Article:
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Age Ageing. 2017 May 1;46(3):459-465. doi: 10.1093/ageing/afw239.

Fear of falling and its association with life-space mobility of older adults: a cross-sectional analysis using data from five international sites.

Author information

1
School of Rehabilitation Therapy, Queen's University, Kingston, Ontario, Canada.
2
Department of Public Health Sciences, Queen's University, Kingston, Ontario, Canada.
3
Department of Physiotherapy, Universidade Federal do Rio Grande do Norte, Natal, Rio Grande do Norte, Brazil.
4
Faculty of Health Sciences, Universidad de Caldas, Manizales, Colombia.
5
School of Epidemiology, Public Health, and Preventive Medicine, University of Ottawa, Ottawa, Ontario, Canada.
6
Faculty of Medicine, Institute of Public Health, Ministry of Health, Tirana, Albania.
7
Department of Epidemiology and Public Health, University of Maryland School of Medicine, Baltimore, MD, USA.

Abstract

Background:

fear of falling (FOF) is a major health concern among community-dwelling older adults that could restrict mobility.

Objective:

to examine the association of FOF with life-space mobility (i.e. the spatial area a person moves through in daily life) of community-dwelling older adults from five diverse sites.

Methods:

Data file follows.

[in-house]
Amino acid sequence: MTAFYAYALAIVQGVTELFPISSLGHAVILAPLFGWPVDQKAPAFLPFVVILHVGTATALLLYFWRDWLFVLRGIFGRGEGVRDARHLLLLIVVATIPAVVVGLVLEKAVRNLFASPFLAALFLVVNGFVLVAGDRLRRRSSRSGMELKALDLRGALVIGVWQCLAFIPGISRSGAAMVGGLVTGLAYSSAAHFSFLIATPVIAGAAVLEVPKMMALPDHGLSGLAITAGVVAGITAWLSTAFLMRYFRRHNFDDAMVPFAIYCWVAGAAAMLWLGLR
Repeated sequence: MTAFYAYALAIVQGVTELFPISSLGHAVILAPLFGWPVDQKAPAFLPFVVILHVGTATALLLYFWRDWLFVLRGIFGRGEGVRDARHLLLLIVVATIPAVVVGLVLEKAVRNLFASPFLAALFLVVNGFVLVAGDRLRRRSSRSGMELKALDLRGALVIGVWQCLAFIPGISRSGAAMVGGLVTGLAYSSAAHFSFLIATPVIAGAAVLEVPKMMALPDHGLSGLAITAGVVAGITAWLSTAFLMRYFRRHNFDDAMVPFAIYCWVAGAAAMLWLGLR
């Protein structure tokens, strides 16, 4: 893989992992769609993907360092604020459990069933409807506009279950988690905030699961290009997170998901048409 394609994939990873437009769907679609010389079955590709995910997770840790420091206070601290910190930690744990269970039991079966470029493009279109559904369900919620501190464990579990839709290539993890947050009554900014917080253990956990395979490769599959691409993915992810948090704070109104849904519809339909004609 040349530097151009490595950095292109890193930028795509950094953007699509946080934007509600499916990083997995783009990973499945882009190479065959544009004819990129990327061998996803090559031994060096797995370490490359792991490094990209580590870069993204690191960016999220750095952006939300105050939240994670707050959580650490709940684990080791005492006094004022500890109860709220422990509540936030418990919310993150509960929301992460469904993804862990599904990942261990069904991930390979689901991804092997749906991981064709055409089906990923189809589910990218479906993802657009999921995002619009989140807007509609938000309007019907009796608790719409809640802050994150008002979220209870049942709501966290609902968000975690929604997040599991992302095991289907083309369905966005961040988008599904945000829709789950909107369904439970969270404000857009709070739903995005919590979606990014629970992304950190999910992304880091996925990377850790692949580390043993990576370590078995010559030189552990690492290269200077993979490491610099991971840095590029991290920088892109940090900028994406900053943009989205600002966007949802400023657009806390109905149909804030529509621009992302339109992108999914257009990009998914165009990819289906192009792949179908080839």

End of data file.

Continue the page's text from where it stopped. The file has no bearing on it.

in total, 1,841 older adults (65-74 years) were recruited from Kingston, Canada; Saint-Hyacinthe, Canada; Tirana, Albania; Manizales, Colombia and Natal, Brazil. FOF was assessed using the Fall Efficacy Scale-International (FES-I total score), and the life space was quantified using the Life-Space Assessment (LSA), a scale that runs from 0 (minimum life space) to 120 (maximum life space).

Results:

the overall average LSA total score was 68.7 (SD: 21.2). Multiple-linear regression analysis demonstrated a significant relationship of FOF with life-space mobility, even after adjusting for functional, clinical and sociodemographic confounders (B = -0.15, 95% confidence interval (CI) -0.26 to -0.04). The FOF × site interaction term was significant with a stronger linear relationship found in the Canadian sites and Tirana compared with the South American sites. After adjusting for all confounders, the association between FOF with LSA remained significant at Kingston (B = -0.32, 95% CI -0.62 to -0.01), Saint-Hyacinthe (B = -0.81, 95% CI -1.31 to -0.32) and Tirana (B = -0.57, 95% CI -0.89 to -0.24).

Conclusion:

FOF is an important psychological factor that is associated with reduction in life space of older adults in different social and cultural contexts, and the strength of this association is site specific. Addressing FOF among older adults would help improve their mobility in local communities, which in turn would improve social participation and health-related quality of life.

KEYWORDS:

community mobility; falls efficacy; fear of falling; international; life-space mobility; older people; site-related differences; study

PMID:
28043980
PMCID:
PMC5405754
DOI:
10.1093/ageing/afw239
[Indexed for MEDLINE]
Free PMC Article

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